Looking at organic+ activities and their perception by consumers in the rural web

Before I start writing about organic+ activities and consumers I would like to introduce myself.

My name is Corinna Feldmann and I study Organic Agriculture in my second year. I just finished my master thesis: ‘What does the consumer take up? – A case study on communication in the rural web around the dairy in Andeer’.

Everything started in late spring of 2009, when I decided that I would like to do my research on consumers and their opinion on producer’s activities which go beyond the minimum standards of organic regulations. So, I found my way to the Rural Sociology Group and met Bettina Bock. Doing some investigations on the internet I came across the first report of the EU Core Organic Project on Consumer Farmer Partnerships which deals with the identification of communication arguments used by small-scale farmers and producers who engage in organic+ activities. Thereupon I got into contact with the research institute for biological farming (FiBL) in Switzerland who is one of the partners in this EU project. In May I wrote my research proposal with the help of Heidrun Moschitz and Flurina Schneider from FiBL and Bettina Bock. The core of my research was to find out what aspects of the communication arguments consumers perceive as important. Continue reading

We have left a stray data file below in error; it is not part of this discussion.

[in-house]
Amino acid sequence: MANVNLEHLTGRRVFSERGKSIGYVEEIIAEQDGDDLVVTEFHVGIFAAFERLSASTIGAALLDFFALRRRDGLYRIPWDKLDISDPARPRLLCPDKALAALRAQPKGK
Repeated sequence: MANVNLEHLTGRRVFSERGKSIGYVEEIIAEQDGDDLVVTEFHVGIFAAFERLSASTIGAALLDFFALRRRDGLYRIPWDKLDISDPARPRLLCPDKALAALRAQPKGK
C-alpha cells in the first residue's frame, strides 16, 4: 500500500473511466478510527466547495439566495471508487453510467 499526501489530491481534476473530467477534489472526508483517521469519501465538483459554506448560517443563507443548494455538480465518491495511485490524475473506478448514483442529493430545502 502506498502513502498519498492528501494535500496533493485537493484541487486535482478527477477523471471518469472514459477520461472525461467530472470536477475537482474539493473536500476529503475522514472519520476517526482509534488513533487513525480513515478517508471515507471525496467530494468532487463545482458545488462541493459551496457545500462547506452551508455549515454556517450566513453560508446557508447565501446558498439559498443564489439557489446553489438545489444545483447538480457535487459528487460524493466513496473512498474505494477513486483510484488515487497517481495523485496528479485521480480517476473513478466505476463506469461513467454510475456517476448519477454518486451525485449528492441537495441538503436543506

Collective approach to farmer marketing – recommendations

Dutch Initiative Van Eigen ErfRecently our rural sociology group finished an European research project on collective farmers marketing initiatives. The COFAMI project identified a broad set of enabling and limiting factors to explain the emergence of and dynamics within farmers’ driven collective action and developed a methodology to assess their impacts on different types of territorial capital assets. Empirial material from Italy, Germany, Latvia, Austria, Czech Republic, Switzerland and The Netherlands covers collective farmers initiatives in fields as high quality food production, provision of new rural goods and services and region branding. A summary of recommendations, reports and other project material can be downloaded from www.cofami.org.